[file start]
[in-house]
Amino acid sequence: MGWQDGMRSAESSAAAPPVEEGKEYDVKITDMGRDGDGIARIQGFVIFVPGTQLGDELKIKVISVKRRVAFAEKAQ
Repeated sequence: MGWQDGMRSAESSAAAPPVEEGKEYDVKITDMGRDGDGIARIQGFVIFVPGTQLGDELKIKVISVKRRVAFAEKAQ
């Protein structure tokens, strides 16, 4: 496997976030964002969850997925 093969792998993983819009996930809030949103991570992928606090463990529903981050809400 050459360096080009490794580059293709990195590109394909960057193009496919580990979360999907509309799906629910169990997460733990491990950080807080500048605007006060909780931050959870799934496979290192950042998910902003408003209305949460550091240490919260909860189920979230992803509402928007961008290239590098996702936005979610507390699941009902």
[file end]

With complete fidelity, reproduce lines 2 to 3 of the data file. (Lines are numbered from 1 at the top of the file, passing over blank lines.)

Amino acid sequence: MGWQDGMRSAESSAAAPPVEEGKEYDVKITDMGRDGDGIARIQGFVIFVPGTQLGDELKIKVISVKRRVAFAEKAQ
Repeated sequence: MGWQDGMRSAESSAAAPPVEEGKEYDVKITDMGRDGDGIARIQGFVIFVPGTQLGDELKIKVISVKRRVAFAEKAQ